Please see this link for a full explanation and video: https://www.sgh2energy.com/technology/#hiw
Does the gasification technology produce any emissions?
We are totally green — with only biogenic carbon, and thus carbon neutral. In fact our process is greener than green because our hydrogen has a negative carbon intensity (CI): -188 kg CO2eq/kg of H2). Our hydrogen earns more CO2 credits / Low Carbon Fuel Standard credits than hydrogen produced from the electrolysis of water by 100% renewable power. The Lancaster plant is carbon neutral, and is clean and free of toxic emissions, as well.
There are two types of pollution: greenhouse gas emissions that cause global warming, and standard emissions that cause air pollution. We don’t produce either. In fact, our process is a gasification system where all the synthetic gas is captured in a closed loop system to produce the H2, and according to the EPA, is distinct and separate from incinerators where the waste is burnt and all the toxic emissions are released into the atmosphere as flue gas.
Our production process actually removes greenhouse gas emissions from the Earth. Because the feedstocks we use to produce hydrogen come from a biogenic source (e.g. recycled mixed paper), our hydrogen has a negative carbon intensity of -188 kgCO2eq/kg of H2 (explained below). We are greener than green!
We are classified as a net-zero-carbon plant.
We are cleaner than clean! Because our plant is a closed-loop gasification plant that converts waste feedstocks into reusable gas that is collected, there are no emissions of pollution. We produce no carcinogens (semi-volatile organic compounds like flue gas, fly ash, toxic bottom ash, dioxins or furans) and no sulfur dioxides as do incinerators.
Can you share the approximate cost of the new hydrogen production plant?
The estimated total capital cost is $55 million.
How long will it take to construct the plant and how many jobs will be created during construction?
The plant will employ 600 people during construction and 35 people to operate it, many of whom will come from the low-income neighborhood surrounding the plant.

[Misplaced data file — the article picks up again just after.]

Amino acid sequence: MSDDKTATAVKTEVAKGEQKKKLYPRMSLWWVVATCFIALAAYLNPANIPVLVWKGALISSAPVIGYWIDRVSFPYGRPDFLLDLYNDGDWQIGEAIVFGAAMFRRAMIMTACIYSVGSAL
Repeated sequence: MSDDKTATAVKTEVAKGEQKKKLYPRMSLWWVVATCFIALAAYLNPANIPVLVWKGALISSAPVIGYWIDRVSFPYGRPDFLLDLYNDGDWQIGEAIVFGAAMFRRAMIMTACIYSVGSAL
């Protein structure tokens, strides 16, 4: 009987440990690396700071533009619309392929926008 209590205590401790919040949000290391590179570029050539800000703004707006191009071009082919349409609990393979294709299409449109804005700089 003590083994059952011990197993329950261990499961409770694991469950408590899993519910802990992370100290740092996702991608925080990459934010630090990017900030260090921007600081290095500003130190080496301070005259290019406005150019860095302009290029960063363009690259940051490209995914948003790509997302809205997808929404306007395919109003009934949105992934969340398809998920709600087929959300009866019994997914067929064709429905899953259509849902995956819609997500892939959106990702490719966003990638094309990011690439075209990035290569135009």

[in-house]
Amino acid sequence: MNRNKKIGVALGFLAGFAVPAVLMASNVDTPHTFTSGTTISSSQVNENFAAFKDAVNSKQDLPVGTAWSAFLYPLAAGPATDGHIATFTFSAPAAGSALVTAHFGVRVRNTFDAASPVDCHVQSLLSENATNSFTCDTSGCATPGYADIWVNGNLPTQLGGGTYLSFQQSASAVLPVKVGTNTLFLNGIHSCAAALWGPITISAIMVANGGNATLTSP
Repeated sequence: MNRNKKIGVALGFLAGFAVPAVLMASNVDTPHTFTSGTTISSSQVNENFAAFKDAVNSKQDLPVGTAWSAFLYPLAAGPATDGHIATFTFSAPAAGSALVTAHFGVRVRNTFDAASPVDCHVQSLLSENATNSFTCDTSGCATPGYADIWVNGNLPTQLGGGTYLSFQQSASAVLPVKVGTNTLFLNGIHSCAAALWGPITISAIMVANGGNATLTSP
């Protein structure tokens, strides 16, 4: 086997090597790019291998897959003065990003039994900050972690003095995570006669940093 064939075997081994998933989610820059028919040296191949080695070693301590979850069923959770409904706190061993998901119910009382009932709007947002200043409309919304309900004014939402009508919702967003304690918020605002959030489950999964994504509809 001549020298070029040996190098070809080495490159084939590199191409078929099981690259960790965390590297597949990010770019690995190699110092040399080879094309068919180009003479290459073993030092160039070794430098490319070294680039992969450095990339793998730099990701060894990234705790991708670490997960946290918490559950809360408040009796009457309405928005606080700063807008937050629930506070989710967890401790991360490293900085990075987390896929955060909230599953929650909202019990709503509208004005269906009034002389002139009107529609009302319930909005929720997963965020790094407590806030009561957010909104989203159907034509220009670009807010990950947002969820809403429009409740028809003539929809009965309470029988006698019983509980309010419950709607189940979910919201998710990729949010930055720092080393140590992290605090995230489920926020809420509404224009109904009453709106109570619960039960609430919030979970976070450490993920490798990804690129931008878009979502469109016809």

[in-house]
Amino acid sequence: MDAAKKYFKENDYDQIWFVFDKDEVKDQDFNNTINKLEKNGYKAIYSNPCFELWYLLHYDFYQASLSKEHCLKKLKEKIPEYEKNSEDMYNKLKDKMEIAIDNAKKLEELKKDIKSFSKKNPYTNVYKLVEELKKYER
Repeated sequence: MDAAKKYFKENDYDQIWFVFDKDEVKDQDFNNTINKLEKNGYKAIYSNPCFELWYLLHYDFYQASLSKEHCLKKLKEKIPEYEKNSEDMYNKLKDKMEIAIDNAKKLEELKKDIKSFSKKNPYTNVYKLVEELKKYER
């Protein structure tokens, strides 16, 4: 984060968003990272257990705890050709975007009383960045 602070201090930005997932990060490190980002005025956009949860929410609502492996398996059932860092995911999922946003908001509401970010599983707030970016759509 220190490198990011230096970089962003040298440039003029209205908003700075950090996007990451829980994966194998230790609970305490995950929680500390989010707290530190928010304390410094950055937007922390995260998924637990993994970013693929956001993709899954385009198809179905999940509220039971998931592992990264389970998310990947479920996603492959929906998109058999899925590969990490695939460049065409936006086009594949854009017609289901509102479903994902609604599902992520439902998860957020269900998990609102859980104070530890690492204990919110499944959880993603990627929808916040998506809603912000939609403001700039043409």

The timeline is as follows. We are in the pre-feed stage now, anticipate construction to start Q1 2021, and the plant to open Q1 2023:
- Pre-feed and feed phase (including permitting): 12 months.
- Engineering procurement construction: 18 months.
- Start up & commissioning: 3 months.
- Anticipated operation start: Q1 2023.
What will the hydrogen it generates be used for?
The Lancaster plant will produce hydrogen for the transportation sector. California has an existing and growing hydrogen infrastructure, with increasing hydrogen demand. We are in negotiations with the largest owners and operators of hydrogen refueling stations in California.
But the potential for hydrogen is huge, with a wide range of possible customers. We are exploring additional plants and future sales to utilities (including SoCalGas, a California natural gas company) that would replace natural gas with hydrogen; cement plants (including Heiderberg), and others. In addition, various transit agencies in the Los Angeles area have announced they will purchase up to 1000 new hydrogen buses for a 100% zero-emissions fleet, and San Bernardino just announced the commission of its first hydrogen train.
Is this type of hydrogen production cost competitive with fossil fuels because the waste used in the plant is free?
Our green hydrogen is on cost parity with the fossil fuel-based grey hydrogen. Indeed, we are not charging a tipping fee/disposal fee for the waste feedstocks, thus saving the City of Lancaster waste disposal costs. With a zero cost feedstock, our cost of protection is competitive with grey hydrogen which is produced from the steam reformation of natural gas.